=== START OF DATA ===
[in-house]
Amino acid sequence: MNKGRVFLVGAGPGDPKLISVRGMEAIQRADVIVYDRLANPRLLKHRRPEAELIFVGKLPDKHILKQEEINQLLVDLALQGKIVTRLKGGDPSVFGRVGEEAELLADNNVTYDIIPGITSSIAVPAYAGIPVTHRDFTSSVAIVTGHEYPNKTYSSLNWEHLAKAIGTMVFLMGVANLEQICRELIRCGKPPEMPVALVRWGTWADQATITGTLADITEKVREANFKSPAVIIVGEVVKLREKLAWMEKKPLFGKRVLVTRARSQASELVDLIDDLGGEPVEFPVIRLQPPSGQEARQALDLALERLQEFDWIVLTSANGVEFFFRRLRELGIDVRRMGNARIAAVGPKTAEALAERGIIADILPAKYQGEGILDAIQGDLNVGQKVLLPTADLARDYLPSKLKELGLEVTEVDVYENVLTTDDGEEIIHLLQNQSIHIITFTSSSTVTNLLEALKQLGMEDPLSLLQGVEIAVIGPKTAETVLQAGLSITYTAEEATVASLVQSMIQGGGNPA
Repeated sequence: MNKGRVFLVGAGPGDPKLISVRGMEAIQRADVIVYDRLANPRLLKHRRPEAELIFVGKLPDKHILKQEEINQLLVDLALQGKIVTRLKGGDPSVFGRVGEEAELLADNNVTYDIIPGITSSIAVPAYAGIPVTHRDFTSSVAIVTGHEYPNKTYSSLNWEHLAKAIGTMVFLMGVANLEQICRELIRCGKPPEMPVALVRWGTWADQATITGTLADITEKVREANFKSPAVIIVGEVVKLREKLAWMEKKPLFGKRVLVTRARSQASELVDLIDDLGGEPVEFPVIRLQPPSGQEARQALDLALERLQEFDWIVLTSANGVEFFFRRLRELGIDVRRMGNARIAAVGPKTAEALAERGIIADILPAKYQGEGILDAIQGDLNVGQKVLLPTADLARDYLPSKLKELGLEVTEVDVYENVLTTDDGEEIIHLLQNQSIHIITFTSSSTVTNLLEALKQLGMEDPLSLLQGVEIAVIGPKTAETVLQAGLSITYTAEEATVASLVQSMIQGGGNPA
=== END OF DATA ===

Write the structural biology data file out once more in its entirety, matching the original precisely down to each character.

[in-house]
Amino acid sequence: MNKGRVFLVGAGPGDPKLISVRGMEAIQRADVIVYDRLANPRLLKHRRPEAELIFVGKLPDKHILKQEEINQLLVDLALQGKIVTRLKGGDPSVFGRVGEEAELLADNNVTYDIIPGITSSIAVPAYAGIPVTHRDFTSSVAIVTGHEYPNKTYSSLNWEHLAKAIGTMVFLMGVANLEQICRELIRCGKPPEMPVALVRWGTWADQATITGTLADITEKVREANFKSPAVIIVGEVVKLREKLAWMEKKPLFGKRVLVTRARSQASELVDLIDDLGGEPVEFPVIRLQPPSGQEARQALDLALERLQEFDWIVLTSANGVEFFFRRLRELGIDVRRMGNARIAAVGPKTAEALAERGIIADILPAKYQGEGILDAIQGDLNVGQKVLLPTADLARDYLPSKLKELGLEVTEVDVYENVLTTDDGEEIIHLLQNQSIHIITFTSSSTVTNLLEALKQLGMEDPLSLLQGVEIAVIGPKTAETVLQAGLSITYTAEEATVASLVQSMIQGGGNPA
Repeated sequence: MNKGRVFLVGAGPGDPKLISVRGMEAIQRADVIVYDRLANPRLLKHRRPEAELIFVGKLPDKHILKQEEINQLLVDLALQGKIVTRLKGGDPSVFGRVGEEAELLADNNVTYDIIPGITSSIAVPAYAGIPVTHRDFTSSVAIVTGHEYPNKTYSSLNWEHLAKAIGTMVFLMGVANLEQICRELIRCGKPPEMPVALVRWGTWADQATITGTLADITEKVREANFKSPAVIIVGEVVKLREKLAWMEKKPLFGKRVLVTRARSQASELVDLIDDLGGEPVEFPVIRLQPPSGQEARQALDLALERLQEFDWIVLTSANGVEFFFRRLRELGIDVRRMGNARIAAVGPKTAEALAERGIIADILPAKYQGEGILDAIQGDLNVGQKVLLPTADLARDYLPSKLKELGLEVTEVDVYENVLTTDDGEEIIHLLQNQSIHIITFTSSSTVTNLLEALKQLGMEDPLSLLQGVEIAVIGPKTAETVLQAGLSITYTAEEATVASLVQSMIQGGGNPA